One of the most common calls for a tow truck can be prevented with one cent. We’re talking one U.S. penny to avoid the aftermath of worn tires: sudden blowouts, hydroplaning, low gas mileage and more. And you can do-it-yourself.
Breaking down is scary. And it’s scary dangerous. Follow these guidelines to stay safe in a roadside emergency.
Summer heat can mean entering Fall with less-than-stellar wiper blades. Look for any of the following as signs that point to you needing new wiper blades.
While HONK does not test alternators, here is a handy article on how you can do it yourself.
The alternator supplies all of the car’s electric needs, plus recharges the battery when your engine is running. Failing alternator signs are dim headlights or interior lights, weak starter sound when starting the engine and car die after sitting overnight.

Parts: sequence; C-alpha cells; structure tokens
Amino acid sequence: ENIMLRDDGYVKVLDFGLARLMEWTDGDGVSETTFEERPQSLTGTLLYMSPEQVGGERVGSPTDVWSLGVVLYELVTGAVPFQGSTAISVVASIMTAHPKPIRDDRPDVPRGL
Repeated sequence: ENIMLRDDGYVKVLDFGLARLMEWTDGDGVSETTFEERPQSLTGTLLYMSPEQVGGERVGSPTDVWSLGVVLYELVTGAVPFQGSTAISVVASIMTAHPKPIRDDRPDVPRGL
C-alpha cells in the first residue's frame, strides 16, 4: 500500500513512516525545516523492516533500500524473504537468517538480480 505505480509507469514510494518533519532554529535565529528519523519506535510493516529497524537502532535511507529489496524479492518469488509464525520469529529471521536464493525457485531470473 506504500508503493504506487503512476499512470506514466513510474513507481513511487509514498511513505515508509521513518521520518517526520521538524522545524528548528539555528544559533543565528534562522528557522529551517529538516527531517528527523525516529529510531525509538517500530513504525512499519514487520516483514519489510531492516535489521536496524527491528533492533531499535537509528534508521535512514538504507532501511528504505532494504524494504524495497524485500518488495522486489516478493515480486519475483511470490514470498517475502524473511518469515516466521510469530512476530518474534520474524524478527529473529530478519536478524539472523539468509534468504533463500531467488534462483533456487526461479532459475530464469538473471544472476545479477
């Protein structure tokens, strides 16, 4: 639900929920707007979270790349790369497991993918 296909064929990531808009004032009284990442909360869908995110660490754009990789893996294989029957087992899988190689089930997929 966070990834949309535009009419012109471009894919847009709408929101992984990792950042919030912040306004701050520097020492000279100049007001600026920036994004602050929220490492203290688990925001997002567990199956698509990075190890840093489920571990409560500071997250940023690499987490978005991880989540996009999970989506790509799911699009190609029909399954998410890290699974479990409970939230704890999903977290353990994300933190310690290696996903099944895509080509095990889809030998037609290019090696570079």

Twenty-three percent of all vehicle crashes are weather-related. Of those, 74 percent occur on wet pavement, and 46 percent happen during rainfall. You can make a few simple adjustments to make sure that you are a safer driver in the rain.
Preparation doesn’t stop when you’re behind the wheel. Put together a car emergency kit now, and pat yourself on the back later.
The contents of the kit are customizable based on how, where and when you drive. Consider the weather, road conditions and your behavior, and use our guide to assemble your emergency essentials.
Incorrect tire pressure is the leading cause of tire failure, posing a major safety risk for serious accidents.
Under- and over-inflation also decrease tire durability and fuel economy.
Check your tire pressure seasonally and before any road trip using these simple steps.